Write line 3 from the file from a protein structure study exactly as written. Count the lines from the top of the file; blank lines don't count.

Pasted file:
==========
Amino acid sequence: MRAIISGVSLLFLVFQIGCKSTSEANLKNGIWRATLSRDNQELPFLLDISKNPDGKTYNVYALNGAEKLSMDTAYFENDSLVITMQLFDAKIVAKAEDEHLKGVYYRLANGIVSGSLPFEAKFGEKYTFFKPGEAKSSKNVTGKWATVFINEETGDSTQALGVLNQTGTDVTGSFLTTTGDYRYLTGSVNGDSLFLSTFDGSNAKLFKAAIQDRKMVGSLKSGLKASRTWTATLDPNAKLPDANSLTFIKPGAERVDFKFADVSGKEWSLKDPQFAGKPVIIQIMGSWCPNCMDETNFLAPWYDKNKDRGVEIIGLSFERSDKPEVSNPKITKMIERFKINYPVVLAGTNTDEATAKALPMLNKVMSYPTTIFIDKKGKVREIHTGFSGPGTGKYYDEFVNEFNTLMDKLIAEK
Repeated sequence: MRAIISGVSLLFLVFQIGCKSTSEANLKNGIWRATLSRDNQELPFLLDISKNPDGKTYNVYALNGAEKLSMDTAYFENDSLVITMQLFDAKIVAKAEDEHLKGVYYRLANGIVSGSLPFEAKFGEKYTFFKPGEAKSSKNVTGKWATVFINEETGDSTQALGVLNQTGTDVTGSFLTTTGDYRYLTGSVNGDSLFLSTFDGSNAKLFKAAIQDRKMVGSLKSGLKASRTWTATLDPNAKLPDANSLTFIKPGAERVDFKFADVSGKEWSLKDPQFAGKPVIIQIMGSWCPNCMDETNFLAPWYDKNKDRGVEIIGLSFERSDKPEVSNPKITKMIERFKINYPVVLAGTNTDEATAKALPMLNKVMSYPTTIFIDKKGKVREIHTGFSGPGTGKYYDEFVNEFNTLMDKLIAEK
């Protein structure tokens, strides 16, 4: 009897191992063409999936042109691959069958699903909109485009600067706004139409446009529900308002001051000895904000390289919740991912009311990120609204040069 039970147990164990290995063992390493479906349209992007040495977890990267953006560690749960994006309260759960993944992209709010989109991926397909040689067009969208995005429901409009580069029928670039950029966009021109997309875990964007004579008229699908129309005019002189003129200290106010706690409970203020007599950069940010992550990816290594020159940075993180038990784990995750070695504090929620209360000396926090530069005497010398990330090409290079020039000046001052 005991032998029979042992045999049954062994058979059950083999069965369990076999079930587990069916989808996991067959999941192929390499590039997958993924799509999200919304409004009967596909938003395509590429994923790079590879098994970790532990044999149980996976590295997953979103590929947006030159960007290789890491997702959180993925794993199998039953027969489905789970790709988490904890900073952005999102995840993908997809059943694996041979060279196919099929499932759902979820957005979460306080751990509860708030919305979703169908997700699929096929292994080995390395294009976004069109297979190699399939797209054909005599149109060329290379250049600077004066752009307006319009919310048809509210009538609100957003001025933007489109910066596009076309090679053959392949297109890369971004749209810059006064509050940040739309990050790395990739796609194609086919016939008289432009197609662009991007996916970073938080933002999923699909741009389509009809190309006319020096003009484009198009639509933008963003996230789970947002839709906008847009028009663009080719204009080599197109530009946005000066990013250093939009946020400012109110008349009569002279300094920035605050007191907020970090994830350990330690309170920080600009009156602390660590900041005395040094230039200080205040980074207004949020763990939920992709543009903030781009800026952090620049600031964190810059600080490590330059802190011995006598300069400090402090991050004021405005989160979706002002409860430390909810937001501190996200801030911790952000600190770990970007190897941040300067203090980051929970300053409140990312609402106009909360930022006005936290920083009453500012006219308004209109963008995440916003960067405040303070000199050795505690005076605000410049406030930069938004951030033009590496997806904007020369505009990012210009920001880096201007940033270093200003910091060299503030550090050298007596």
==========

């Protein structure tokens, strides 16, 4: 009897191992063409999936042109691959069958699903909109485009600067706004139409446009529900308002001051000895904000390289919740991912009311990120609204040069 039970147990164990290995063992390493479906349209992007040495977890990267953006560690749960994006309260759960993944992209709010989109991926397909040689067009969208995005429901409009580069029928670039950029966009021109997309875990964007004579008229699908129309005019002189003129200290106010706690409970203020007599950069940010992550990816290594020159940075993180038990784990995750070695504090929620209360000396926090530069005497010398990330090409290079020039000046001052 005991032998029979042992045999049954062994058979059950083999069965369990076999079930587990069916989808996991067959999941192929390499590039997958993924799509999200919304409004009967596909938003395509590429994923790079590879098994970790532990044999149980996976590295997953979103590929947006030159960007290789890491997702959180993925794993199998039953027969489905789970790709988490904890900073952005999102995840993908997809059943694996041979060279196919099929499932759902979820957005979460306080751990509860708030919305979703169908997700699929096929292994080995390395294009976004069109297979190699399939797209054909005599149109060329290379250049600077004066752009307006319009919310048809509210009538609100957003001025933007489109910066596009076309090679053959392949297109890369971004749209810059006064509050940040739309990050790395990739796609194609086919016939008289432009197609662009991007996916970073938080933002999923699909741009389509009809190309006319020096003009484009198009639509933008963003996230789970947002839709906008847009028009663009080719204009080599197109530009946005000066990013250093939009946020400012109110008349009569002279300094920035605050007191907020970090994830350990330690309170920080600009009156602390660590900041005395040094230039200080205040980074207004949020763990939920992709543009903030781009800026952090620049600031964190810059600080490590330059802190011995006598300069400090402090991050004021405005989160979706002002409860430390909810937001501190996200801030911790952000600190770990970007190897941040300067203090980051929970300053409140990312609402106009909360930022006005936290920083009453500012006219308004209109963008995440916003960067405040303070000199050795505690005076605000410049406030930069938004951030033009590496997806904007020369505009990012210009920001880096201007940033270093200003910091060299503030550090050298007596």